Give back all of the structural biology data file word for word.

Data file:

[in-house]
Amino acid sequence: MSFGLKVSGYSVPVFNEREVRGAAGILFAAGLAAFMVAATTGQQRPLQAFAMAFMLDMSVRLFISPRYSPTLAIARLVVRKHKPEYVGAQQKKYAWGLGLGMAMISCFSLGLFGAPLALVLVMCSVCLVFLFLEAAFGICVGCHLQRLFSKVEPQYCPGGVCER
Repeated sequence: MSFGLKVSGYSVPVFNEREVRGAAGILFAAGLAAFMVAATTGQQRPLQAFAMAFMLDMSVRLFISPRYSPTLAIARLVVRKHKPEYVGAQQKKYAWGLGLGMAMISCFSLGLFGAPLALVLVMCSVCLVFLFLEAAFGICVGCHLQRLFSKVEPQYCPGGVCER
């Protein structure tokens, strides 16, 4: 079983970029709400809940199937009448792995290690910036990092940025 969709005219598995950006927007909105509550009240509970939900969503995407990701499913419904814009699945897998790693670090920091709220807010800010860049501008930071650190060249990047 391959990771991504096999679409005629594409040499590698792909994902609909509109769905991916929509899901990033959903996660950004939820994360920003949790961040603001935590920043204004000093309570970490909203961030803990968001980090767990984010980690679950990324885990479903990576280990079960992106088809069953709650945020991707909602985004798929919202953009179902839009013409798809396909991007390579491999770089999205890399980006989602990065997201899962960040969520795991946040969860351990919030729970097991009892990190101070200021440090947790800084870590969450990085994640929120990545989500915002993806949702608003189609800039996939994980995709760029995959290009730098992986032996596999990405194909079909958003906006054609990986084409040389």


[in-house]
Amino acid sequence: MSFGLKVSGYSVPVFNEREVRGAAGILFAAGLAAFMVAATTGQQRPLQAFAMAFMLDMSVRLFISPRYSPTLAIARLVVRKHKPEYVGAQQKKYAWGLGLGMAMISCFSLGLFGAPLALVLVMCSVCLVFLFLEAAFGICVGCHLQRLFSKVEPQYCPGGVCER
Repeated sequence: MSFGLKVSGYSVPVFNEREVRGAAGILFAAGLAAFMVAATTGQQRPLQAFAMAFMLDMSVRLFISPRYSPTLAIARLVVRKHKPEYVGAQQKKYAWGLGLGMAMISCFSLGLFGAPLALVLVMCSVCLVFLFLEAAFGICVGCHLQRLFSKVEPQYCPGGVCER
């Protein structure tokens, strides 16, 4: 079983970029709400809940199937009448792995290690910036990092940025 969709005219598995950006927007909105509550009240509970939900969503995407990701499913419904814009699945897998790693670090920091709220807010800010860049501008930071650190060249990047 391959990771991504096999679409005629594409040499590698792909994902609909509109769905991916929509899901990033959903996660950004939820994360920003949790961040603001935590920043204004000093309570970490909203961030803990968001980090767990984010980690679950990324885990479903990576280990079960992106088809069953709650945020991707909602985004798929919202953009179902839009013409798809396909991007390579491999770089999205890399980006989602990065997201899962960040969520795991946040969860351990919030729970097991009892990190101070200021440090947790800084870590969450990085994640929120990545989500915002993806949702608003189609800039996939994980995709760029995959290009730098992986032996596999990405194909079909958003906006054609990986084409040389």